We have always held that our community property law was more like that of the state of Washington than of any of the other community states, and that decisions from that state were very persuasive. We think the rule governing the present situation is laid down most clearly and succinctly in the case of Floding v. Denholm, 40 Wash. 463, 82 P. 738, 739, in the following language:
"The rule now is that community property is liable for a debt created by the husband for the benefit of the community. But such property is not liable for a debt created by a tort of either spouse, or one which is not for the benefit of the community."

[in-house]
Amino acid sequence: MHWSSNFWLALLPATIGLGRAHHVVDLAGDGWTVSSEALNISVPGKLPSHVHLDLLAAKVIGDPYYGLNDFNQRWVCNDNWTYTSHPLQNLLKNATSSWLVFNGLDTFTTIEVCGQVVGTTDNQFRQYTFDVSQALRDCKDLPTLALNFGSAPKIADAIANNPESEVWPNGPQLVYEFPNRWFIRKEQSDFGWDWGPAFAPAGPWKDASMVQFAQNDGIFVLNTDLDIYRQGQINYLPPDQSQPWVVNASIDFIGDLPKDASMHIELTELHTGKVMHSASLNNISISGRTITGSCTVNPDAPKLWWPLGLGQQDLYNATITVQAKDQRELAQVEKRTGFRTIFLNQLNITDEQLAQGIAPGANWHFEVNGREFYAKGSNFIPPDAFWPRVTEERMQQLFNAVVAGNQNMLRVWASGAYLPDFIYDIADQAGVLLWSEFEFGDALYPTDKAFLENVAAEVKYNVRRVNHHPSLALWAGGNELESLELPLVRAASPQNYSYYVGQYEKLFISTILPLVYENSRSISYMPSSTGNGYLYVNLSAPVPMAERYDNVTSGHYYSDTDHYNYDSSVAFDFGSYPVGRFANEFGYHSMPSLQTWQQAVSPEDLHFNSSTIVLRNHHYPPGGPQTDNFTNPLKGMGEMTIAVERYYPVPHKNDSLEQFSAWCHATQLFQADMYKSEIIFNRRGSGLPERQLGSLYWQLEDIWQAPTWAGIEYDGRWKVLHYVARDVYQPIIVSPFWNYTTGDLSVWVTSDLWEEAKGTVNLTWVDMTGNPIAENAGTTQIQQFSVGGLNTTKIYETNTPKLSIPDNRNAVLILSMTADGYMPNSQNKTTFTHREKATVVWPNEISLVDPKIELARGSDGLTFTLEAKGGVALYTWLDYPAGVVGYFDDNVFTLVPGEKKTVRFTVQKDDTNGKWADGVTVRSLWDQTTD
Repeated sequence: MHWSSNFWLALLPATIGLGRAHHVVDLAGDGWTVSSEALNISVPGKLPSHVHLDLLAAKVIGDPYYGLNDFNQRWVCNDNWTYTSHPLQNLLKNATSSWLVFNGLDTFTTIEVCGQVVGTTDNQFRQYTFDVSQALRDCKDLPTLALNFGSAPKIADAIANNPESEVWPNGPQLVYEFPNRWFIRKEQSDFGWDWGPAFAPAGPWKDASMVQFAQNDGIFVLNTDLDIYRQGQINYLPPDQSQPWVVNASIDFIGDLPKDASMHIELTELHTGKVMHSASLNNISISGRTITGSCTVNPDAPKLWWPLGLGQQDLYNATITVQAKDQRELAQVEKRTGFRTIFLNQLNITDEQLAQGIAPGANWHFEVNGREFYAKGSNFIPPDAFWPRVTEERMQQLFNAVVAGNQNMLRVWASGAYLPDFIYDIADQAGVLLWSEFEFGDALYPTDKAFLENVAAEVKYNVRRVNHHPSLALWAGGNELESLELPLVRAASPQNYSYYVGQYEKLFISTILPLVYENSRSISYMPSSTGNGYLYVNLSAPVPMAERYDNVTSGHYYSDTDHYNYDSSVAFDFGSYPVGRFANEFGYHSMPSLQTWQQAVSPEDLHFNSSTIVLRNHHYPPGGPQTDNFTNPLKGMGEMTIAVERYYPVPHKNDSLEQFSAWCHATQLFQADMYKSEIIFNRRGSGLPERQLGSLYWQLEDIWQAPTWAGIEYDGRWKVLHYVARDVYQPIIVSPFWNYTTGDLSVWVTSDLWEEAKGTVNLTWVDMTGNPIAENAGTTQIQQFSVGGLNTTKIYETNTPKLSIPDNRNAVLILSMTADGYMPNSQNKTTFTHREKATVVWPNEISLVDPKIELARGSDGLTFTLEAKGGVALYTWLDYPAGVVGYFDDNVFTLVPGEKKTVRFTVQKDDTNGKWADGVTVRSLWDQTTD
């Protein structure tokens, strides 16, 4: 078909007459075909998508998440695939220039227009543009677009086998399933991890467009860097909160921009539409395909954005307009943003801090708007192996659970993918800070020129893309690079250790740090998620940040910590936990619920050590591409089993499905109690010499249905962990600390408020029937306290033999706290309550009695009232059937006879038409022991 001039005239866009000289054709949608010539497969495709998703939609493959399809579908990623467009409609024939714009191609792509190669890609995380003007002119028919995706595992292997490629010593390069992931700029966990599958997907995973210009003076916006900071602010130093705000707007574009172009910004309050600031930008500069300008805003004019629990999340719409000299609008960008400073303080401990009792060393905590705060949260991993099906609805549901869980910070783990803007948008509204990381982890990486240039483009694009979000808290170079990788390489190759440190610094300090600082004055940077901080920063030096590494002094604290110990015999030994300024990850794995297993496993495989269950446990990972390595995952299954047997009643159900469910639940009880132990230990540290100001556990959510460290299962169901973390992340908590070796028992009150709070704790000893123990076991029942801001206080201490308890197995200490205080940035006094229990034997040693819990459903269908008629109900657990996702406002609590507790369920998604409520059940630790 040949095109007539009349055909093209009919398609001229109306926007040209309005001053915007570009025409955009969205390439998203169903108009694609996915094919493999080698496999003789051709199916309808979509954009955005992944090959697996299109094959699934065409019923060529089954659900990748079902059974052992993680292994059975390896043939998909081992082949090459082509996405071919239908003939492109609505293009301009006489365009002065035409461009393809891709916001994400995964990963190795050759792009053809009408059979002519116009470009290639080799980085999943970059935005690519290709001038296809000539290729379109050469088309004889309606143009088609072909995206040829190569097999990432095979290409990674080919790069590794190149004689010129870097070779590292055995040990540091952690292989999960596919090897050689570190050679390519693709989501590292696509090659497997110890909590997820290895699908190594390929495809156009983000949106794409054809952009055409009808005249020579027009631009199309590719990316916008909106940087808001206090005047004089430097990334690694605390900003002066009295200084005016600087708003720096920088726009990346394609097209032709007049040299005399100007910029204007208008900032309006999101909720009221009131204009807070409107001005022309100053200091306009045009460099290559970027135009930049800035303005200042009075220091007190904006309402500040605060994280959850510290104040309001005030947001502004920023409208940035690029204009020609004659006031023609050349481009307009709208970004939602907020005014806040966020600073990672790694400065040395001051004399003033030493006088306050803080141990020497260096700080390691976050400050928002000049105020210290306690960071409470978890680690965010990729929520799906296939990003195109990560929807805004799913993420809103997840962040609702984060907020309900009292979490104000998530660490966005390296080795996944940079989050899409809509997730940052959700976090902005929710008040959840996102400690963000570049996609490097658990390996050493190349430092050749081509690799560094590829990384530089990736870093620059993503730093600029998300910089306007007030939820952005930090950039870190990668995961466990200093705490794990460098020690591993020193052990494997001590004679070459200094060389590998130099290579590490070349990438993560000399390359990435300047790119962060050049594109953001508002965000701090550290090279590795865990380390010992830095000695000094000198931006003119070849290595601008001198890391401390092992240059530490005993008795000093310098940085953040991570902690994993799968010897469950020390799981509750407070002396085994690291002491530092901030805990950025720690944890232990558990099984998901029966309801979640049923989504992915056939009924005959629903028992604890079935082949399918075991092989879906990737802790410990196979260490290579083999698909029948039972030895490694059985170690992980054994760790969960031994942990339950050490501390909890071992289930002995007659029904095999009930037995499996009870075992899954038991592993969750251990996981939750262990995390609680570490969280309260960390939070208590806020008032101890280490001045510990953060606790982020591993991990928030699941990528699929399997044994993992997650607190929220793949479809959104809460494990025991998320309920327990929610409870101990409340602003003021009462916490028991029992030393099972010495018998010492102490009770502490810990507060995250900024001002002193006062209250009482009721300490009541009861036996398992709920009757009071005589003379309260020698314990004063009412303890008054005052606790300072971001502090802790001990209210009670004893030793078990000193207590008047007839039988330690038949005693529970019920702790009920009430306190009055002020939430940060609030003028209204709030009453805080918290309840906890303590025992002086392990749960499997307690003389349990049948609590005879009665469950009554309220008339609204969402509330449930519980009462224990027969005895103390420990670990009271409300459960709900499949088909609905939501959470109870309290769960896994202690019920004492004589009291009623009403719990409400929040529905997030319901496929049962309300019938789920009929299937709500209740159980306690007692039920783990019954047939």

And this rule has been followed repeatedly in the state of Washington.
[51 Ariz. 114] It is not necessary, however, in order to bind the community, that the act which gives rise to the obligation, though tortious in its nature, shall actually benefit the community. It is sufficient that it was committed by the spouse with the bona fide intention of protecting the interest of the community, and it makes no difference that the act was a mistake in judgment -- a tort so far as it affected the rights of other people and ultimately detrimental to the interest of the community. In the case of Geissler v. Geissler,96 Wash. 150, 164 P. 746, 747, 166 P. 1119, the action was for personal injury resulting from ...